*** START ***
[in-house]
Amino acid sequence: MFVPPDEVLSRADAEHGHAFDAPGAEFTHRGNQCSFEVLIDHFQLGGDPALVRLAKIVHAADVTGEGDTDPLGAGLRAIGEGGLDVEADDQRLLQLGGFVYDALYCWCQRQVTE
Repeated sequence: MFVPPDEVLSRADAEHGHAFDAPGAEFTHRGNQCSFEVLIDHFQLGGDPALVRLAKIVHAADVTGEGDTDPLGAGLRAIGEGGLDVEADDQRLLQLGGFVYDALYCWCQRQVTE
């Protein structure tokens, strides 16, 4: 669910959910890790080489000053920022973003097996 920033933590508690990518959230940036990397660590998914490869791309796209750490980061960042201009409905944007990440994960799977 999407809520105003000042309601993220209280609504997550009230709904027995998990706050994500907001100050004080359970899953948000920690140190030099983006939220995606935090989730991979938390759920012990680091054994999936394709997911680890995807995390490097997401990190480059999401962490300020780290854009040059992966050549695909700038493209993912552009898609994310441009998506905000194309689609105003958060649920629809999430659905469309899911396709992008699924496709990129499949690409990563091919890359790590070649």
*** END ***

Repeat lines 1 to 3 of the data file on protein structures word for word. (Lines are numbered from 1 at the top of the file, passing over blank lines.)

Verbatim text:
[in-house]
Amino acid sequence: MFVPPDEVLSRADAEHGHAFDAPGAEFTHRGNQCSFEVLIDHFQLGGDPALVRLAKIVHAADVTGEGDTDPLGAGLRAIGEGGLDVEADDQRLLQLGGFVYDALYCWCQRQVTE
Repeated sequence: MFVPPDEVLSRADAEHGHAFDAPGAEFTHRGNQCSFEVLIDHFQLGGDPALVRLAKIVHAADVTGEGDTDPLGAGLRAIGEGGLDVEADDQRLLQLGGFVYDALYCWCQRQVTE